The most distant galaxy ever discovered to this date, GN-z11, seen here in the Hubble Deep Field. The light from this image left the galaxy about 13.4 billion years ago, in the universe’s infancy. In that time, GN-z11 moved to a distance of about 32 billion light years. (Credit: NASA/ESA)

In reality, these objects are much farther away: about 32 billion light years according to the latest cosmological models. Their proper distance when the light left them was much smaller than 13.4 billion light years and now it is 32 billion light years.

Therefore, the distance to the edge of the universe appears to be approximately 13.8 billion light years, but its proper distance is actually about 46.5 billion light years.

How are these different types of distance determined?

To put these varying definitions of distance into more concrete terms, it would be as if someone threw a ball at you, and as they threw it, the space between you and the person throwing it grew. As it grows, the ball takes longer to reach you, and the person ends up being much farther away from you than when they threw the ball.

The only problem with this analogy when compared to the situation with the most distant objects is that the speed of light is the cosmic speed limit. It is the speed at which information is transmitted to us, and nothing can go faster (as far as we know).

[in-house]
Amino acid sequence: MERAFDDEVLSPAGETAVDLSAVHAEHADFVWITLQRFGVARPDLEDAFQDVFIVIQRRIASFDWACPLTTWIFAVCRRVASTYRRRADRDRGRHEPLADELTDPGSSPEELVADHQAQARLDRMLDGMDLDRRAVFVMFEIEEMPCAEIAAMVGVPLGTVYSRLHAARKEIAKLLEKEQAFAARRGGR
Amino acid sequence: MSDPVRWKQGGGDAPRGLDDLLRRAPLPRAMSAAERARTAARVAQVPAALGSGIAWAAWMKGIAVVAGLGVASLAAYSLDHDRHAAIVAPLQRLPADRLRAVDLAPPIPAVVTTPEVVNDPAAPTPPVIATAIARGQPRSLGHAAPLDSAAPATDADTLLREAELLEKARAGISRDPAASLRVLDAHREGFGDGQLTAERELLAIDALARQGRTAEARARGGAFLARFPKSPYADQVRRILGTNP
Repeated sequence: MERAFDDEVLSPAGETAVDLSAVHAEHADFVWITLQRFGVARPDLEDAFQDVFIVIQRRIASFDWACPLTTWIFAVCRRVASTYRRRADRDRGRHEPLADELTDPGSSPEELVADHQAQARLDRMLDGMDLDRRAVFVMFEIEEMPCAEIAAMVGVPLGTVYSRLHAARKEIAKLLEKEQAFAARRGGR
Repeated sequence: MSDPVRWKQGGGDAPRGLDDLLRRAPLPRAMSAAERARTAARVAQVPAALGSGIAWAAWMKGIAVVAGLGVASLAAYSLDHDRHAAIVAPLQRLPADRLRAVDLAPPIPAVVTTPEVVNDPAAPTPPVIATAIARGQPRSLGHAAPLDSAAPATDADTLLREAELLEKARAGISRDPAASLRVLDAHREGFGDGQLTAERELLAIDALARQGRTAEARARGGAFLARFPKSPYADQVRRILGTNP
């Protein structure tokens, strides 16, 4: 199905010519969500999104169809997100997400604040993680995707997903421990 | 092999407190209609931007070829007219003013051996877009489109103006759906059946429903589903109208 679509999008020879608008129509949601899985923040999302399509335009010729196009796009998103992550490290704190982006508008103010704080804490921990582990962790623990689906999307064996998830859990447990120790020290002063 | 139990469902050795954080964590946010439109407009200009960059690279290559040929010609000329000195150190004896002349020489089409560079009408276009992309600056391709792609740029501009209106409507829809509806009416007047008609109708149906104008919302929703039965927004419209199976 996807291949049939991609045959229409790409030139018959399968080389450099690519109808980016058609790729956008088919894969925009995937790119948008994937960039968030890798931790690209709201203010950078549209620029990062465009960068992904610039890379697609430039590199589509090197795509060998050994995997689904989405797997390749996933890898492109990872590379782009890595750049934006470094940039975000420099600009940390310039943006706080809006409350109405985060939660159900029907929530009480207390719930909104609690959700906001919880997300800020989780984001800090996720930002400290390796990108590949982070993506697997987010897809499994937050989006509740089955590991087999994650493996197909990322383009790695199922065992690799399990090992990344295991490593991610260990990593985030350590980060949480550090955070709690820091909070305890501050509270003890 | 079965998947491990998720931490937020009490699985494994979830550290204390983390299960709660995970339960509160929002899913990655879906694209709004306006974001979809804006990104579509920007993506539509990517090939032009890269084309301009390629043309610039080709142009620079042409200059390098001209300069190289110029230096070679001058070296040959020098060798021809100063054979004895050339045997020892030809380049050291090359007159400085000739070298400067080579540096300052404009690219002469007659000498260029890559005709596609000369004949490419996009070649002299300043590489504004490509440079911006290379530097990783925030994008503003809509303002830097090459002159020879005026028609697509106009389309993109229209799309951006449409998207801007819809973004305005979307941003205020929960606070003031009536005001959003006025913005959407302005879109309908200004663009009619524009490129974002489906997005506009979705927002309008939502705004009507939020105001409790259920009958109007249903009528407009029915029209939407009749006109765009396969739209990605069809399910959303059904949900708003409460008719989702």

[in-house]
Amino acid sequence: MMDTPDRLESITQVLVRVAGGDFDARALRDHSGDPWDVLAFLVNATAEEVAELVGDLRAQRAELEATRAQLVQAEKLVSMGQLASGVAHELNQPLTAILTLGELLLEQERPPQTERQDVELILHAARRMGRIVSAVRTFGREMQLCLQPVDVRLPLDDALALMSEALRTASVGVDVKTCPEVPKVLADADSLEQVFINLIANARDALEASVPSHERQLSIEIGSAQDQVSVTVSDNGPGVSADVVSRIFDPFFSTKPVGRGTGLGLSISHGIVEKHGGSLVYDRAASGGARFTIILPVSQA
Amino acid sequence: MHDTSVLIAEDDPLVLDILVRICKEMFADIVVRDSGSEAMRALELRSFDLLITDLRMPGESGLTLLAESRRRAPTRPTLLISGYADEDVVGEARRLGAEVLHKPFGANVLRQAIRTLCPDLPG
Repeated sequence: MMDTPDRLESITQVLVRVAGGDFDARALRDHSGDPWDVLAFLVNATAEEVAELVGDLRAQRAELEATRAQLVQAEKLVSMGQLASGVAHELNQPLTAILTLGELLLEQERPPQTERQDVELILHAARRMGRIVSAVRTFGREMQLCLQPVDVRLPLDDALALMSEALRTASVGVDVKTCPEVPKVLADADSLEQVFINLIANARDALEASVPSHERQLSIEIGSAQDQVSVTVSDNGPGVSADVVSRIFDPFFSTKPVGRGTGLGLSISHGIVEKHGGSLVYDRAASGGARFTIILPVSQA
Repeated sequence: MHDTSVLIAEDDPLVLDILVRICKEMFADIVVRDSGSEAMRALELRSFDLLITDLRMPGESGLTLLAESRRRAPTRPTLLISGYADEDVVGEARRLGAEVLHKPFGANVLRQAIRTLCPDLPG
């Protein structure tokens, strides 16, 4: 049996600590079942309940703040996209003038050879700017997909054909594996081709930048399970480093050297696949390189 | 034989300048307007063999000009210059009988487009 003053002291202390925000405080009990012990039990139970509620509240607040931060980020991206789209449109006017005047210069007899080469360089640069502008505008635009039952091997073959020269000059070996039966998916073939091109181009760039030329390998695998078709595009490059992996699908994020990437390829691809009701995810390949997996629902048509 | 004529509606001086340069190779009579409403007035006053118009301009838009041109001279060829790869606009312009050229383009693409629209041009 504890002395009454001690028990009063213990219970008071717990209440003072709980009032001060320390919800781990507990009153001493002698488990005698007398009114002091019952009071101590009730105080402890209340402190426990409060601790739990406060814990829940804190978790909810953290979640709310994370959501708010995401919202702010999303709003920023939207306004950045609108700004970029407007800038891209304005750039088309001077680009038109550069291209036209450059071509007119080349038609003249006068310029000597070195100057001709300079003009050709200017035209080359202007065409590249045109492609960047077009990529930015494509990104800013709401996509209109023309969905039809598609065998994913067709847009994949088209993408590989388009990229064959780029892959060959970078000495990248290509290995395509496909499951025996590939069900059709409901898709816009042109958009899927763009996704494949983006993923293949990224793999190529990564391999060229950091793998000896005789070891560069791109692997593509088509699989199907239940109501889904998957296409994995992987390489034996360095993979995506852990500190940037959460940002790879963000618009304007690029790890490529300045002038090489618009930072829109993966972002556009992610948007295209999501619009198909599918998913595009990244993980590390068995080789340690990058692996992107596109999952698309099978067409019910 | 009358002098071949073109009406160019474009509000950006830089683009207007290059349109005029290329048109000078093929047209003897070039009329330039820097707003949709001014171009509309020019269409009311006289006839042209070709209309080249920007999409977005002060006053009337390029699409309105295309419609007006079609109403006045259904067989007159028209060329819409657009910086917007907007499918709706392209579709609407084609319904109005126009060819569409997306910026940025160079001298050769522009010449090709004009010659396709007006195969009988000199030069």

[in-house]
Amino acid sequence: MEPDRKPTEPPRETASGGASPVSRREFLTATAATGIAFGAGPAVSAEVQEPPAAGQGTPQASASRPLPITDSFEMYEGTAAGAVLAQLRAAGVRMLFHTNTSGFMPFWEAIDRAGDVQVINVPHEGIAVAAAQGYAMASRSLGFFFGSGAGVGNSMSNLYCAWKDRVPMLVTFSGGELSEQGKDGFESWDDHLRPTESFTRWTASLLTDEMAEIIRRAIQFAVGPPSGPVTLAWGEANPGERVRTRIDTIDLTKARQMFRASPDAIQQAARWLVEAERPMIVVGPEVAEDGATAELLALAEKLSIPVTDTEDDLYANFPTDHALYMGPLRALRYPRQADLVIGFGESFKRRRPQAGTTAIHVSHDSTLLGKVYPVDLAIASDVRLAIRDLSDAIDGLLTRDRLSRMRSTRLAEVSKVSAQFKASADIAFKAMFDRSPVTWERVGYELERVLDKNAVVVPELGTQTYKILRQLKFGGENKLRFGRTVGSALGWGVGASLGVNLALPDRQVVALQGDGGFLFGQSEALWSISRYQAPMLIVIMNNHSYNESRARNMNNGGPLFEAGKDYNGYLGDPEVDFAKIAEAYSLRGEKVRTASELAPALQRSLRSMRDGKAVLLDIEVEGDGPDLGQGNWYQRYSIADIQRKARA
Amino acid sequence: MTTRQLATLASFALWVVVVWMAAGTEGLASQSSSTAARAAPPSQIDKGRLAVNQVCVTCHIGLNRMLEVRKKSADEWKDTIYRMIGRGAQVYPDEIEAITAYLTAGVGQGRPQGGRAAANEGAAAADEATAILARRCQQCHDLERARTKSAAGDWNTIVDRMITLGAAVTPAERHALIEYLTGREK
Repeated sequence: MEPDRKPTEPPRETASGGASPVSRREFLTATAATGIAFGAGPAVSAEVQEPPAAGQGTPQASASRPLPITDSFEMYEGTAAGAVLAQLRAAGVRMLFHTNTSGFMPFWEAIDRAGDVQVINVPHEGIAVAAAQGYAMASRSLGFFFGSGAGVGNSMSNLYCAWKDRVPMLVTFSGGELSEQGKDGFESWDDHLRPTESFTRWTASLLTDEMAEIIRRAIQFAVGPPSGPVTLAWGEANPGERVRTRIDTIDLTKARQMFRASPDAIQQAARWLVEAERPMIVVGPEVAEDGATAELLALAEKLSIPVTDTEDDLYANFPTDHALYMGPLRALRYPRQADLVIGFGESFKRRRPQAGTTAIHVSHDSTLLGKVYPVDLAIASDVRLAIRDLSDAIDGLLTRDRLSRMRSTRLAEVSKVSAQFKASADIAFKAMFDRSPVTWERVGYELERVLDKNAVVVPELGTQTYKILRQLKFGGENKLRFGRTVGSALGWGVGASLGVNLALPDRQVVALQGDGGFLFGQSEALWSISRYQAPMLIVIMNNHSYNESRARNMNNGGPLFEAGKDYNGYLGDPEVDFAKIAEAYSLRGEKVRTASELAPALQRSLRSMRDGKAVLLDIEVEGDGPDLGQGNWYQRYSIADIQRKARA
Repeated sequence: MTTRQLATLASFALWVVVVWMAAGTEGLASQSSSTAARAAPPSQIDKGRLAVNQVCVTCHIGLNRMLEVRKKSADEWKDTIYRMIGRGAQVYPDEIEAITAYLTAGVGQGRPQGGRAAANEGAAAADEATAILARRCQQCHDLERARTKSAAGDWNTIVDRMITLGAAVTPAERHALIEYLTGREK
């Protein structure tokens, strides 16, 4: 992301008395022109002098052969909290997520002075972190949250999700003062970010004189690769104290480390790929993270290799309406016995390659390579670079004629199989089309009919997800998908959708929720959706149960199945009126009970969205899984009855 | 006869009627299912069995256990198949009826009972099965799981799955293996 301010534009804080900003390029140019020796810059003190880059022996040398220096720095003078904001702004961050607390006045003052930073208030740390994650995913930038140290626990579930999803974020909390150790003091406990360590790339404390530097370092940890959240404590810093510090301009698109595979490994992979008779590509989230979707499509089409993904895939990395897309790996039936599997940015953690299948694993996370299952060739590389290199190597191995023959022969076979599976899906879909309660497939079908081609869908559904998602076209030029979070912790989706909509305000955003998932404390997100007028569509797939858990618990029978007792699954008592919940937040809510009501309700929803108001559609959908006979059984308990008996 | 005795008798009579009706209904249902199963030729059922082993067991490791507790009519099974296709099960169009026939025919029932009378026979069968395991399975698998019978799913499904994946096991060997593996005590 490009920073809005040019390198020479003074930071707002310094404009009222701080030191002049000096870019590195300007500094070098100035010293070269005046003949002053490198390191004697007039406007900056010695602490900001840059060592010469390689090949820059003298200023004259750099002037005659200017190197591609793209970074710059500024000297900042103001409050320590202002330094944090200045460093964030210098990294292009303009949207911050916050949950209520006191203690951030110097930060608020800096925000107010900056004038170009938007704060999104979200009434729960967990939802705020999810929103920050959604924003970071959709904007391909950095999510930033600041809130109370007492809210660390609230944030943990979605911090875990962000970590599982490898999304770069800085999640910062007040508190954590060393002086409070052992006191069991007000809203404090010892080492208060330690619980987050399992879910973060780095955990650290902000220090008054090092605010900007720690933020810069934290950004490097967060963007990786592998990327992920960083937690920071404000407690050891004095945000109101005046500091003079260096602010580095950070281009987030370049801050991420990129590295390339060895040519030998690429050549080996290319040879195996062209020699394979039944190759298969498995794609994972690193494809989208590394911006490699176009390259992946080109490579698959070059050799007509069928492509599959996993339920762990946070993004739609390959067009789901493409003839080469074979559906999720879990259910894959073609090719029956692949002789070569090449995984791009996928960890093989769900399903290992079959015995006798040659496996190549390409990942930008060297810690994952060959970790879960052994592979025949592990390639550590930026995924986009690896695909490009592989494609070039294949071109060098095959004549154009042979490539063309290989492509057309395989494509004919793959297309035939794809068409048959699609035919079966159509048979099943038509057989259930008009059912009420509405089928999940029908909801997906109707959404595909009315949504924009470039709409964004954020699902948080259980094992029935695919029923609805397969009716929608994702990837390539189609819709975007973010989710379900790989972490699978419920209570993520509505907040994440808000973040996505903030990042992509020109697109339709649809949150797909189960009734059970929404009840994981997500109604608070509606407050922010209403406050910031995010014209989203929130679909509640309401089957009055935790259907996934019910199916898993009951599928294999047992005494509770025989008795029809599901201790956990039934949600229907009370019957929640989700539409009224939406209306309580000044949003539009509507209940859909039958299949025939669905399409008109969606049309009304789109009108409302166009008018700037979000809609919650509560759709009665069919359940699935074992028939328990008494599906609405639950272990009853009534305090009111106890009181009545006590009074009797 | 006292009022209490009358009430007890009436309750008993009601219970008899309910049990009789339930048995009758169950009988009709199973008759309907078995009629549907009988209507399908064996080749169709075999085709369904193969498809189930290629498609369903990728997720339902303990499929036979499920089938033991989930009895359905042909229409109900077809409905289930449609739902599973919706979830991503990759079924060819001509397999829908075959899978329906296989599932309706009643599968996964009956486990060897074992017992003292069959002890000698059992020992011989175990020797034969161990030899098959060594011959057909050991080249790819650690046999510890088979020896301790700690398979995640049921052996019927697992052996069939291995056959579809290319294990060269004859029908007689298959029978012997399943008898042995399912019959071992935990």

Therefore, it would be as if the person throwing the ball was invisible and we could only determine where they were based off of the ball. If we didn’t realize space was expanding, we would assume the person was much closer than they really were, just like the illusion created by the most distant objects in the observable universe. 

So, how do we determine how far the light from any object has traveled? The short answer is by using the Doppler effect. This effect, which you might be familiar with, is what explains the change in the pitch of the siren on an emergency vehicle as it drives past you.

As it speeds towards you, its pitch increases, and as it goes away from you, the pitch drops. This is due to the velocity of the vehicle causing a shift in the frequency of the sound wave. Motion towards you causes the frequency to increase and motion away causes it to decrease. The same effect happens with light.

A distant galaxy that has some sort of recessional velocity due to the expansion of the universe will emit light that gets redshifted as it travels to Earth. This term “redshifted” refers to the decrease in the frequency of the light as caused by the Doppler effect. Since red is the lowest frequency of visible light and blue is the highest, we use the terms redshifted and blueshifted to describe the change in frequency.